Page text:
With Google at the helm this was bound to happen and Twitch users may as well give up now.
Anyone who uses Youtube will be familiar with the over zealous copyright protection of some audio. Videos are flagged for copyright infringement if there is any audio Youtube’s system detects as copyright material. The problem with this is that game audio and even background noises can be detected and flagged. I’ve heard of cases of TVs being on in the background and videos being flagged.
We’ve partnered with Audible Magic, which works closely with the recorded music industry, to scan past and future VODs for music owned or controlled by clients of Audible Magic. This includes in-game and ambient music. When music in the Audible Magic database is detected (“Flagged Content”), the affected portion of the VOD will be muted and volume controls for that VOD will be turned off. Additionally, past broadcasts and highlights with Flagged Content are exportable but will remain muted.
The Audible Magic technology will scan for third party music in 30 minute blocks — if Audible Magic does not detect its clients’ music, that portion of the VOD will not be muted. If third party audio is detected anywhere in the 30-minute scanned block, the entire 30 minutes will be muted.
Note this will not affect live broadcasts but if you plan on creating highlights, as suggested in our earlier story due to the new removal of VODs policy, then you will be hit.
The real kicker comes with this comment.
“Please note that Audio Recognition is not guaranteed to be 100% accurate. “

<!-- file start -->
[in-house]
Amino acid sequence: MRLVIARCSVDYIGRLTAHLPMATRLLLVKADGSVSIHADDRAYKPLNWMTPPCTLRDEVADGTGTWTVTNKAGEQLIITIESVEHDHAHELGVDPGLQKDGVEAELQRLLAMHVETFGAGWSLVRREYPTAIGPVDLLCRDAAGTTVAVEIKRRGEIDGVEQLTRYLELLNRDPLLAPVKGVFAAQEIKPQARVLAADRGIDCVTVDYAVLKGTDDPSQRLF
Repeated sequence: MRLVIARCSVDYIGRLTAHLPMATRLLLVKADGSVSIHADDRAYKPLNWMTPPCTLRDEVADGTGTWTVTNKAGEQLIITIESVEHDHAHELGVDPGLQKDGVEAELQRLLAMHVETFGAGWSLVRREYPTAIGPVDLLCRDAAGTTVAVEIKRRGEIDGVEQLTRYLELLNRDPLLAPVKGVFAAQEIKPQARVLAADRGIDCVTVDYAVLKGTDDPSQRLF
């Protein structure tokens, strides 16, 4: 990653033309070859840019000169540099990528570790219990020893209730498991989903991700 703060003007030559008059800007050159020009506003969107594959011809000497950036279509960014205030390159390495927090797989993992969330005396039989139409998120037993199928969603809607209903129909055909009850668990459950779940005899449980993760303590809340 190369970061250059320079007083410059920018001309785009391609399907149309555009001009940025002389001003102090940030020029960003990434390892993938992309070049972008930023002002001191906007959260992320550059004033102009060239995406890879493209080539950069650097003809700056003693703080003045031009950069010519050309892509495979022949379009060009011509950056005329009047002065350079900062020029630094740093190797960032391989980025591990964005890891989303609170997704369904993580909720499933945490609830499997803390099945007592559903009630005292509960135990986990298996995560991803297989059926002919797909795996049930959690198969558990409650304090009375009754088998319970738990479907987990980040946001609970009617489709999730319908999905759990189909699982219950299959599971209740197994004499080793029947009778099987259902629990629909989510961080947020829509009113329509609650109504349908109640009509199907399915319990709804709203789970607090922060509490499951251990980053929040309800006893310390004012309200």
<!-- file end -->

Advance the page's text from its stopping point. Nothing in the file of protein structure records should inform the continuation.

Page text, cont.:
Based on our own experiences with Youtube it’s more often wrong than right. Now Twitch users will have to go through a support system to claim that audio is not copyright and if the support is as bad as Youtube’s you could be waiting weeks or even months.
While we don’t agree with using copyright material such as music in videos without permission, Twitch users will now have to stop playing music during their streams if they want to keep their videos.
With the Google acquisition in the process of being finalised, it may have been finalised for all we know, this is the first stage of the service integrating systems used by Google and Youtube.
It’s also worth noting that Youtube does place a copyright flag on videos which are gameplay so we’re not quite sure if all Twitch VODS could eventually be flagged as they show gameplay. Twitch users are going to have to jump through hoops now to get the most from the service. The only organisations that will benefit will be “networks” who will take a cut of revenue from the casters to handle any copyright and permission issues. It will follow a similar model to Youtube in the end.
Twitch will now be more hassle that it’s worth. We mentioned it earlier, take a look at GamingLive.tv which has just launched or Streamup which offers a similar service.
Will you continue to use it? What are your thoughts?Related to this article
Founder and Editor of PC Invasion. Veteran PC gamer of over 22 years.